Fig. 5 is based entirely on numerical results which shows (a) the velocity contours (velocity magnitude) and vectors and (b) pressure distribution along the horizontal plane of symmetry at Qd = 1.2 ml h-1, Qc = 10 ml h-1, Do = 250 im, and t = 21ms. The maximum velocity of the aqueous phase was observed at the four corners between the inner and outer capillary. The maximum velocity of the aqueous phase inside the orifice was at the entry section due to its minimum cross-sectional area (Fig. 5a). The average velocity of the aqueous phase at the entrance of the orifice was much higher than that of the dispersed phase causing a viscous drag force at the interface to pull the dispersed phase downstream. The velocity of the aqueous phase decreased at the neck region and then increased further downstream due to a reduced cross-sectional area for the flow caused by the presence of a droplet. A fully developed parabolic velocity profile was established at a sufficient distance downstream with a maximum velocity in the centre of the capillary and insignificant difference in velocity between the droplets and the surrounding continuous phase liquid.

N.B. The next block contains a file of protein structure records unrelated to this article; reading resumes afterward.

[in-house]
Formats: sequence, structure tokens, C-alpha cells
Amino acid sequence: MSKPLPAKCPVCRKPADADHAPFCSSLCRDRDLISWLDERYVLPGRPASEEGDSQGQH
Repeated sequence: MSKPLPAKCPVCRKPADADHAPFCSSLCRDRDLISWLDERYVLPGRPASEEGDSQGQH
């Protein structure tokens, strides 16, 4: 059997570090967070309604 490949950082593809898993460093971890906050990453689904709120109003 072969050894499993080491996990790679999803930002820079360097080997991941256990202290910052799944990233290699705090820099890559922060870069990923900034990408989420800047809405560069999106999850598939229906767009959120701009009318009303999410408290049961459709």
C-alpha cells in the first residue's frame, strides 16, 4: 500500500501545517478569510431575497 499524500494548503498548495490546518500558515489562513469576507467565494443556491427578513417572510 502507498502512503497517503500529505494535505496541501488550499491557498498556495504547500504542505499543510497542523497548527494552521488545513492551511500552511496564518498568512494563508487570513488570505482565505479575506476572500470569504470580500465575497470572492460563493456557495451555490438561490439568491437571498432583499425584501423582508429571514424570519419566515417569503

The distribution of pressure in the device is shown in Fig. 5b. The pressure inside the droplets was greater than that in the surrounding aqueous phase, due to the interfacial tension. A pressure gradient across the orifice in the direction of flow forced both

3.1. Numerical simulation of droplet formation and experimental verification